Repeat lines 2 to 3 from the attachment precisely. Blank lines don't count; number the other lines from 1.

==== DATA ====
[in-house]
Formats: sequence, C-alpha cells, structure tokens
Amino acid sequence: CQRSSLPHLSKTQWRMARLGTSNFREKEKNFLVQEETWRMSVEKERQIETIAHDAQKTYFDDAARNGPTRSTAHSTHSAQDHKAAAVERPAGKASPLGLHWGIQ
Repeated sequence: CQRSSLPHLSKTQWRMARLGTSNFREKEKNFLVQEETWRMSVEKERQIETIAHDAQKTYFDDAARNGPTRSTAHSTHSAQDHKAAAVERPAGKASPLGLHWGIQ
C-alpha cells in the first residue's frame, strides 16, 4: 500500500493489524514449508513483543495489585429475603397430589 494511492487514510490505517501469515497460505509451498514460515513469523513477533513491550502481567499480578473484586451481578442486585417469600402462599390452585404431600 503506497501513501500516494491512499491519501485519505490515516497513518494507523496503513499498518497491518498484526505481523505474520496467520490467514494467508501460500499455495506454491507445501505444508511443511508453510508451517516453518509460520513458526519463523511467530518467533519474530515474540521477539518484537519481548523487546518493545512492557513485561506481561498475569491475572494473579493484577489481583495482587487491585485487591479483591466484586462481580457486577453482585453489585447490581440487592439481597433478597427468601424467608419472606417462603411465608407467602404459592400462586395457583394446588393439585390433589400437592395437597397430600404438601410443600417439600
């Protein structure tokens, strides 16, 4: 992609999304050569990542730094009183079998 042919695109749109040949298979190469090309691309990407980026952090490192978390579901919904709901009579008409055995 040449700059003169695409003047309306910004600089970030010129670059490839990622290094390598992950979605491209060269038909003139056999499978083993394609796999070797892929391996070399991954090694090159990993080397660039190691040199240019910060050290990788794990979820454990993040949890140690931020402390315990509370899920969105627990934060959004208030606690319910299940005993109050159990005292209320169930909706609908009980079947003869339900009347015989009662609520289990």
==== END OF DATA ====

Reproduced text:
Formats: sequence, C-alpha cells, structure tokens
Amino acid sequence: CQRSSLPHLSKTQWRMARLGTSNFREKEKNFLVQEETWRMSVEKERQIETIAHDAQKTYFDDAARNGPTRSTAHSTHSAQDHKAAAVERPAGKASPLGLHWGIQ